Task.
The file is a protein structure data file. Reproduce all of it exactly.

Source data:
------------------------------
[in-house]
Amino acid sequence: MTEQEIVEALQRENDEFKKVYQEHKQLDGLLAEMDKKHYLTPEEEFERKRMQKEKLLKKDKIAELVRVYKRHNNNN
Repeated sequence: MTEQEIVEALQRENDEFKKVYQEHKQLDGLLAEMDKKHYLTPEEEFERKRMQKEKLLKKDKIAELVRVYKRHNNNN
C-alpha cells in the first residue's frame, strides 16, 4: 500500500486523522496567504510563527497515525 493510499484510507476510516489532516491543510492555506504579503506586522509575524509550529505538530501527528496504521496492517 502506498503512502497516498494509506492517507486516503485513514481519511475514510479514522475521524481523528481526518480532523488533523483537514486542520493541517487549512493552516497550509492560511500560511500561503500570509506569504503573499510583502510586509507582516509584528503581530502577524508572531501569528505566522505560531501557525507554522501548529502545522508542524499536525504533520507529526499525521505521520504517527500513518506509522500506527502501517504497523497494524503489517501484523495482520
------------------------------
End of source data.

[in-house]
Amino acid sequence: MTEQEIVEALQRENDEFKKVYQEHKQLDGLLAEMDKKHYLTPEEEFERKRMQKEKLLKKDKIAELVRVYKRHNNNN
Repeated sequence: MTEQEIVEALQRENDEFKKVYQEHKQLDGLLAEMDKKHYLTPEEEFERKRMQKEKLLKKDKIAELVRVYKRHNNNN
C-alpha cells in the first residue's frame, strides 16, 4: 500500500486523522496567504510563527497515525 493510499484510507476510516489532516491543510492555506504579503506586522509575524509550529505538530501527528496504521496492517 502506498503512502497516498494509506492517507486516503485513514481519511475514510479514522475521524481523528481526518480532523488533523483537514486542520493541517487549512493552516497550509492560511500560511500561503500570509506569504503573499510583502510586509507582516509584528503581530502577524508572531501569528505566522505560531501557525507554522501548529502545522508542524499536525504533520507529526499525521505521520504517527500513518506509522500506527502501517504497523497494524503489517501484523495482520